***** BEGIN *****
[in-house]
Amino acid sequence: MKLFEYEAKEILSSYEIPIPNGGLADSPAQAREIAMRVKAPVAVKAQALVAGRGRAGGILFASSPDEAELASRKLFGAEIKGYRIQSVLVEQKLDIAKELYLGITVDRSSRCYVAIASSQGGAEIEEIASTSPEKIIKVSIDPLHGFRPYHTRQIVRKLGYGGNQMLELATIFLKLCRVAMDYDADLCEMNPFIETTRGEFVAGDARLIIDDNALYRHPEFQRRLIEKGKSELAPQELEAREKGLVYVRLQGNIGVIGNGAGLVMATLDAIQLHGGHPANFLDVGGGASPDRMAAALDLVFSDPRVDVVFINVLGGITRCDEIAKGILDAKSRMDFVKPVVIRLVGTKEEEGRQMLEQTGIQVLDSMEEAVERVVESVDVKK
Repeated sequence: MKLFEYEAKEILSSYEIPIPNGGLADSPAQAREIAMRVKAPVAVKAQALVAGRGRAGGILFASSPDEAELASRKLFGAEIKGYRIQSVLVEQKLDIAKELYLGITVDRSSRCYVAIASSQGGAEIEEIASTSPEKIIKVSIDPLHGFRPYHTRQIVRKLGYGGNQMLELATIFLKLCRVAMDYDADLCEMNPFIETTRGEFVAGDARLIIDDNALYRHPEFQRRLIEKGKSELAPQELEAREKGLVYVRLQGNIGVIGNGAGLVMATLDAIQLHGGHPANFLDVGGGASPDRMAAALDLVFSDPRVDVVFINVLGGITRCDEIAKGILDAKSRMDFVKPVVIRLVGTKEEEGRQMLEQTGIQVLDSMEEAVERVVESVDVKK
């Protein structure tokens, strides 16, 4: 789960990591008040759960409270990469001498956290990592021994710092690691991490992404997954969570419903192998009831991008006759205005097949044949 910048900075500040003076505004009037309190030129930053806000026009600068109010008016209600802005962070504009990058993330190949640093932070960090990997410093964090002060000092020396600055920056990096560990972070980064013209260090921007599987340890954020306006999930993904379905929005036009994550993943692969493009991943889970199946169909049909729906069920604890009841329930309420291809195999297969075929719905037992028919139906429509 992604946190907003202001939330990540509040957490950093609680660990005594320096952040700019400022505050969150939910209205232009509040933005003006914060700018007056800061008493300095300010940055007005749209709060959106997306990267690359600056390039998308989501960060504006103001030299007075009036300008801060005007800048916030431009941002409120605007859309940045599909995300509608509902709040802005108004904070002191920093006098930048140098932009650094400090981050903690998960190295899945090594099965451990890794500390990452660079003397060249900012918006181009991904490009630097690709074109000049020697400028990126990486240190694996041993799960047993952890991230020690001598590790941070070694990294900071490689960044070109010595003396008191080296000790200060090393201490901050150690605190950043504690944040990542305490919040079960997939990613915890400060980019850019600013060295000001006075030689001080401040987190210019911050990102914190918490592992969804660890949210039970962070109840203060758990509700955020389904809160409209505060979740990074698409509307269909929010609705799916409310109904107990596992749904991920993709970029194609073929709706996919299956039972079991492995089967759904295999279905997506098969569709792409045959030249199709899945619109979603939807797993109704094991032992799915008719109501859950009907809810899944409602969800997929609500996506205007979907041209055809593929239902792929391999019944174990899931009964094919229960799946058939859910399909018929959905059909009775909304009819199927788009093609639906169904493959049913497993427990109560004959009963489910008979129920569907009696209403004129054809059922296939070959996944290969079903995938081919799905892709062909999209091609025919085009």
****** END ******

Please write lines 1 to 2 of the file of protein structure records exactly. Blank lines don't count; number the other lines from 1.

[in-house]
Amino acid sequence: MKLFEYEAKEILSSYEIPIPNGGLADSPAQAREIAMRVKAPVAVKAQALVAGRGRAGGILFASSPDEAELASRKLFGAEIKGYRIQSVLVEQKLDIAKELYLGITVDRSSRCYVAIASSQGGAEIEEIASTSPEKIIKVSIDPLHGFRPYHTRQIVRKLGYGGNQMLELATIFLKLCRVAMDYDADLCEMNPFIETTRGEFVAGDARLIIDDNALYRHPEFQRRLIEKGKSELAPQELEAREKGLVYVRLQGNIGVIGNGAGLVMATLDAIQLHGGHPANFLDVGGGASPDRMAAALDLVFSDPRVDVVFINVLGGITRCDEIAKGILDAKSRMDFVKPVVIRLVGTKEEEGRQMLEQTGIQVLDSMEEAVERVVESVDVKK